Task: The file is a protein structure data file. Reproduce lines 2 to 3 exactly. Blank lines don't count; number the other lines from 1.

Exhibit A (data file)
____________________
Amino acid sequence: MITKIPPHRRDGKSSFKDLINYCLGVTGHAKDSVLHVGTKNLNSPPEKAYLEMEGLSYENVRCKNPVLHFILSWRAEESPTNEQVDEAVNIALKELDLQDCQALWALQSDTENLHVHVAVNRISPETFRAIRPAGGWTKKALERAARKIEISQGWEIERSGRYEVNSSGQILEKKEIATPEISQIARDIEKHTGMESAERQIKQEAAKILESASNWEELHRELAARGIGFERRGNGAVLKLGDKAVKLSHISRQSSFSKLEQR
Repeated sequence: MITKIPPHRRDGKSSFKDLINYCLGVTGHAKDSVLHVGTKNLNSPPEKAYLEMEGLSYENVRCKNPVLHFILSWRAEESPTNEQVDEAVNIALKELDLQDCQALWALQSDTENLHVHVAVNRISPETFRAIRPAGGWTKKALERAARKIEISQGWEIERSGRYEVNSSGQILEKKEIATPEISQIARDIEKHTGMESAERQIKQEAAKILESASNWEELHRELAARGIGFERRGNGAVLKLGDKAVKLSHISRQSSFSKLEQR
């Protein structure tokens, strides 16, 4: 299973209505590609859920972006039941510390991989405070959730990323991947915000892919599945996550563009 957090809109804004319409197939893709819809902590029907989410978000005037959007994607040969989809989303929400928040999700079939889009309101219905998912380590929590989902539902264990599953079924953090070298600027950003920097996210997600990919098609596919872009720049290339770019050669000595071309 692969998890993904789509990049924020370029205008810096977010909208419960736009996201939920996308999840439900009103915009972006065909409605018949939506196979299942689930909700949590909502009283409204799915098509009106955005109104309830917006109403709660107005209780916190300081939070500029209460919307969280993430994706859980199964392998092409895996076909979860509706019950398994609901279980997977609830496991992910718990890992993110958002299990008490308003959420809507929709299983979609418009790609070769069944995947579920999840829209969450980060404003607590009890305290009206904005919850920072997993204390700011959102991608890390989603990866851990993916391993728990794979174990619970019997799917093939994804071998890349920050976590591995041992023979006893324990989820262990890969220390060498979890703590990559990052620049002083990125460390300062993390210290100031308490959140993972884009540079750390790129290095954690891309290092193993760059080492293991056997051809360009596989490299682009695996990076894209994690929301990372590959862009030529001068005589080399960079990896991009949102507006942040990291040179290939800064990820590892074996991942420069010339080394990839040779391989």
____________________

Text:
Repeated sequence: MITKIPPHRRDGKSSFKDLINYCLGVTGHAKDSVLHVGTKNLNSPPEKAYLEMEGLSYENVRCKNPVLHFILSWRAEESPTNEQVDEAVNIALKELDLQDCQALWALQSDTENLHVHVAVNRISPETFRAIRPAGGWTKKALERAARKIEISQGWEIERSGRYEVNSSGQILEKKEIATPEISQIARDIEKHTGMESAERQIKQEAAKILESASNWEELHRELAARGIGFERRGNGAVLKLGDKAVKLSHISRQSSFSKLEQR
């Protein structure tokens, strides 16, 4: 299973209505590609859920972006039941510390991989405070959730990323991947915000892919599945996550563009 957090809109804004319409197939893709819809902590029907989410978000005037959007994607040969989809989303929400928040999700079939889009309101219905998912380590929590989902539902264990599953079924953090070298600027950003920097996210997600990919098609596919872009720049290339770019050669000595071309 692969998890993904789509990049924020370029205008810096977010909208419960736009996201939920996308999840439900009103915009972006065909409605018949939506196979299942689930909700949590909502009283409204799915098509009106955005109104309830917006109403709660107005209780916190300081939070500029209460919307969280993430994706859980199964392998092409895996076909979860509706019950398994609901279980997977609830496991992910718990890992993110958002299990008490308003959420809507929709299983979609418009790609070769069944995947579920999840829209969450980060404003607590009890305290009206904005919850920072997993204390700011959102991608890390989603990866851990993916391993728990794979174990619970019997799917093939994804071998890349920050976590591995041992023979006893324990989820262990890969220390060498979890703590990559990052620049002083990125460390300062993390210290100031308490959140993972884009540079750390790129290095954690891309290092193993760059080492293991056997051809360009596989490299682009695996990076894209994690929301990372590959862009030529001068005589080399960079990896991009949102507006942040990291040179290939800064990820590892074996991942420069010339080394990839040779391989």